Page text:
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London is one of the great cities in the world in which to go shopping for antiques and almost every day of the week there is an antique market in which to find them.  Here is a list of the weekly markets and my tips for shopping at them:

Monday:  The Jubilee Market Hall in Covent Garden has markets every day of the week, but Monday is antique day. The market opens early (5am) but on my latest trip I arrived at about 9:00 am and many dealers were just starting to set up; from talking to several dealers I gather that during the early morning hours they are busy selling amongst themselves.  The items available are smalls:  silver, china, decorative objets, jewelry, clothing.

Jubilee has a wide range of prices.  Some sellers have tables piled with jewelry – costume jewelry, silver jewelry, new jewelry, antique jewelry – with prices ranging from £5-15; others have expensive gold and diamond jewelry.  Although the market is officially open until 5:00 pm, be aware that some dealers start packing up earlier.   Jubilee market is located adjacent to the London Transport Museum whose gift shop is one of my favorite places to buy affordable souvenirs in London, many of which are unique to this shop.
Tuesday: while not a weekly market, on the second and last Tuesdays of each month there is a fantastic market at the Kempton Park racecourse just outside of London which is easily accessible by train from central London. This is my favorite market in London, and I plan my buying trips to ensure that I’m around on the second or last Tuesday of the month so that I can attend it. Click here for my post about this market.

Camden Passage

Wednesday: Camden passage.  Camden passage is a series of antique shops and small open-air markets in Islington, along a charming street called Camden Passage.  Prices at Camden Passage vary from moderate to high.
The open-air markets take place on Wednesdays, Saturdays, and Sundays.  Most of the shops are open daily during regular business hours but some open only when the open-air markets are in session. Some world renowned antique shops such as the Tadema Gallery, famed for their Arts and Crafts jewelry, are here but there are also more affordable mini-shops located on a small small street called the Pierpont Arcade.   Sadly, the open-air markets are shrinking; during my most recent trip one of the sites had been closed down that week and its dealers displaced.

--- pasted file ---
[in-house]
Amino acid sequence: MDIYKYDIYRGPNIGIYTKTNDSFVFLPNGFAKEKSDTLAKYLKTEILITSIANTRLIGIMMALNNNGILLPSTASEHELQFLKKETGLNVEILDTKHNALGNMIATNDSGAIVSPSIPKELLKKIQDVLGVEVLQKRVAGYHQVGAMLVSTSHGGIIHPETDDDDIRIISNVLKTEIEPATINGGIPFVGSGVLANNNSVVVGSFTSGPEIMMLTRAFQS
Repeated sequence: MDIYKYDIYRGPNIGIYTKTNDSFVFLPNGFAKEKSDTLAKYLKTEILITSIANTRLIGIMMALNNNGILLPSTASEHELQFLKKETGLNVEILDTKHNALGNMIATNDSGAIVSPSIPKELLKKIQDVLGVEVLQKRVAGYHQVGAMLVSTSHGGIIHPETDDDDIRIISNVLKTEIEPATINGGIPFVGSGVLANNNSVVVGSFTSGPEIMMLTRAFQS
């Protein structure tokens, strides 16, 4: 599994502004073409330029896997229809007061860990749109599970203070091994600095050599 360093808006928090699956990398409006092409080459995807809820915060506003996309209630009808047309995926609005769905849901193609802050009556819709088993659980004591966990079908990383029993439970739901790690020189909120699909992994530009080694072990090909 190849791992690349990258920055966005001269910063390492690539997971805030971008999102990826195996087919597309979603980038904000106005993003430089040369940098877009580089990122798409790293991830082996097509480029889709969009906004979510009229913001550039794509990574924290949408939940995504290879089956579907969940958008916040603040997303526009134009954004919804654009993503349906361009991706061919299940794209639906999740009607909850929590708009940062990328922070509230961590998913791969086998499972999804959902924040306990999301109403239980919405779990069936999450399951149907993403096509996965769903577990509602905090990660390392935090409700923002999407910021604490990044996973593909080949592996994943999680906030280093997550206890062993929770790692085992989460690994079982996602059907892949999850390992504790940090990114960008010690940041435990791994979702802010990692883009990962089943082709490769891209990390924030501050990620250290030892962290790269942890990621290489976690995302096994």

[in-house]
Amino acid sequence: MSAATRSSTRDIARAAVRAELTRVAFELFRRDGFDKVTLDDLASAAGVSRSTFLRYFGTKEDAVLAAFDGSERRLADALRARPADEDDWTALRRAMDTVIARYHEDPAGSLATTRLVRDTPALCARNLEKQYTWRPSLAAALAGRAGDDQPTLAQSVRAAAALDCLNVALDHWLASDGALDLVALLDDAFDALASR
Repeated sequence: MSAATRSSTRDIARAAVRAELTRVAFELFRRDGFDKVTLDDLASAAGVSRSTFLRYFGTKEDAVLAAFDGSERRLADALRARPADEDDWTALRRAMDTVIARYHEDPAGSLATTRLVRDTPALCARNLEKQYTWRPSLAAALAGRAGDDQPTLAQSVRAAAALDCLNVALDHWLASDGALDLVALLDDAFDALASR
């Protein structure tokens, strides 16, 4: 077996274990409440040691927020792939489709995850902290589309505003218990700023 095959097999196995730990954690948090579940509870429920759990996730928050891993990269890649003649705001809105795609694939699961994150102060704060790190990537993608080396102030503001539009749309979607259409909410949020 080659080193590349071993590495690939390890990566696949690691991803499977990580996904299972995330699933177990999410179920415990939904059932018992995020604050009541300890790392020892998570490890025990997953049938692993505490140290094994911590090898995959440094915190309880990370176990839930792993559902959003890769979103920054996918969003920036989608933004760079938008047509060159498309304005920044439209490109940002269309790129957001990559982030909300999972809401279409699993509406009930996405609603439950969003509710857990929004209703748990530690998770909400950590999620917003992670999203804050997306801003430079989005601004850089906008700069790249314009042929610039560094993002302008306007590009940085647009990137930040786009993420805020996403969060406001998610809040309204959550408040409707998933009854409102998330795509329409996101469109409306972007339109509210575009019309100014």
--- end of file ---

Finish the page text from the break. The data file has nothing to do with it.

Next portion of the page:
Thursday: Spitalfields Market.  Like Jubilee, there are markets every day at Spitalfields, but Thursday is the day that vintage and antique dealers set up.  I didn’t make it to Spitalfields market during my most recent trip but went a couple of years ago.  While I didn’t find much, it is certainly worth a trip if you’re in London.  There are places to eat and drink in the market and surrounding neighborhood so it’s a pleasant excursion.  Its also a good jumping off point for the burgeoning neighborhoods of Shoreditch and Brick Lane.

Friday:  You really need to be a morning person to go to Bermondsey Antique Market.  Located in Bermondsey Square, which is about a 10-15 minute walk from the London Bridge tube, this market opens officially at 6:00 am and closes by 2:00.  I went a couple of years ago at about 10:00 am and many dealers were already closing up.

Portobello Road is open on Friday, but in a much abbreviated form from Saturday, which is the main day (see below).  I checked out the Friday market on my most recent trip and found that most of the antique arcades were closed and that there were only a handful of antique dealers set up along the Road.  Some of the antique shops were open, but if you’re serious about antique shopping, go on Saturday.

Saturday: Portobello Road. Click here for my post about Portobello Road.
Sunday:  Camden Passage (see above)

Camden Passage

There are also smaller “boot sales” held around London including sales in Wimbeldon on Wednesday and Saturday and Battersea on Sunday.  “Boot sales” (the trunk of a car is known as its “boot” in the UK) are a type of sale in which a mix of dealers and individuals sell second hand goods.  It’s a cross between a flea market and a garage sale.  You probably won’t find as many antiques and collectibles at a boot sale as you will at one of the markets listed above, but prices are generally lower.  I went to the one in Wimbeldon a few years ago and found a nice pair of Art Deco dress clips at a very reasonable price.  Time Out, the weekly guide to events in London, has a good list of weekly boot sales on their website (click here).